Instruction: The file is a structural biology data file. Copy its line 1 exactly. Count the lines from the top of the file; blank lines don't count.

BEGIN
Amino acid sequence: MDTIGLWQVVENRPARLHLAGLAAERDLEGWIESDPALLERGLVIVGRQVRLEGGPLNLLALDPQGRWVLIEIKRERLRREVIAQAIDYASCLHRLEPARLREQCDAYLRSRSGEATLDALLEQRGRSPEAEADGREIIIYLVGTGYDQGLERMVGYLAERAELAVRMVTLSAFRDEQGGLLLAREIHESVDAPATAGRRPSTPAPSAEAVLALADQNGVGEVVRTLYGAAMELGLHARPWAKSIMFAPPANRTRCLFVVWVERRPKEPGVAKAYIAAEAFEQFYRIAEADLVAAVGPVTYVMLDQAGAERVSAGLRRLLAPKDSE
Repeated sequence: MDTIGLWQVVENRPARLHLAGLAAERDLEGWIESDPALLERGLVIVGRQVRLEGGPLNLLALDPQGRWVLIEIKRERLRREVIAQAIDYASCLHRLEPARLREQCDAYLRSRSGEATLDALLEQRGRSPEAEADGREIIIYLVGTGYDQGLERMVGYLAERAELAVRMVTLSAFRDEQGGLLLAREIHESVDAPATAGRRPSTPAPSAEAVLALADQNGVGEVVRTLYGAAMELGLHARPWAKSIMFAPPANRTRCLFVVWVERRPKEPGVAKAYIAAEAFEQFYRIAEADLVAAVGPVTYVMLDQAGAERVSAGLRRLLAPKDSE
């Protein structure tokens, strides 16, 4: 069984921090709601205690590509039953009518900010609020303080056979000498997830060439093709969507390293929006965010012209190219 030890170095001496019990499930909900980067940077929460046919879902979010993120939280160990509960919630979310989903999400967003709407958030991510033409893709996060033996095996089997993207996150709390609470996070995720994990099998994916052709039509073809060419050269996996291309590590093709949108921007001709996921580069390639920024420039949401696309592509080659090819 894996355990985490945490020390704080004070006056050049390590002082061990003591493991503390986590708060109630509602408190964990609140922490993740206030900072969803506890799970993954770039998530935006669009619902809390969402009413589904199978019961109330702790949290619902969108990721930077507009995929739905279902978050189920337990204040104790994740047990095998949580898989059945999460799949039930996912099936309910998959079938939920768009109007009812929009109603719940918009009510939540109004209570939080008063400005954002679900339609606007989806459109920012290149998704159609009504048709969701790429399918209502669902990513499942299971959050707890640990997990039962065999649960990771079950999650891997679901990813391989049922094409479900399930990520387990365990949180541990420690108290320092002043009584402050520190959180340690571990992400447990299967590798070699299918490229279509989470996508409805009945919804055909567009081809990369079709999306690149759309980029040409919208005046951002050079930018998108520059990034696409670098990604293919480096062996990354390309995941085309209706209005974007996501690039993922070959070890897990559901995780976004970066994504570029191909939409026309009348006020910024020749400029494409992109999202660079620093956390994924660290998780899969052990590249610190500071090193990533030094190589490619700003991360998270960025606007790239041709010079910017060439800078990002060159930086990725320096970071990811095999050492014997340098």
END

Amino acid sequence: MDTIGLWQVVENRPARLHLAGLAAERDLEGWIESDPALLERGLVIVGRQVRLEGGPLNLLALDPQGRWVLIEIKRERLRREVIAQAIDYASCLHRLEPARLREQCDAYLRSRSGEATLDALLEQRGRSPEAEADGREIIIYLVGTGYDQGLERMVGYLAERAELAVRMVTLSAFRDEQGGLLLAREIHESVDAPATAGRRPSTPAPSAEAVLALADQNGVGEVVRTLYGAAMELGLHARPWAKSIMFAPPANRTRCLFVVWVERRPKEPGVAKAYIAAEAFEQFYRIAEADLVAAVGPVTYVMLDQAGAERVSAGLRRLLAPKDSE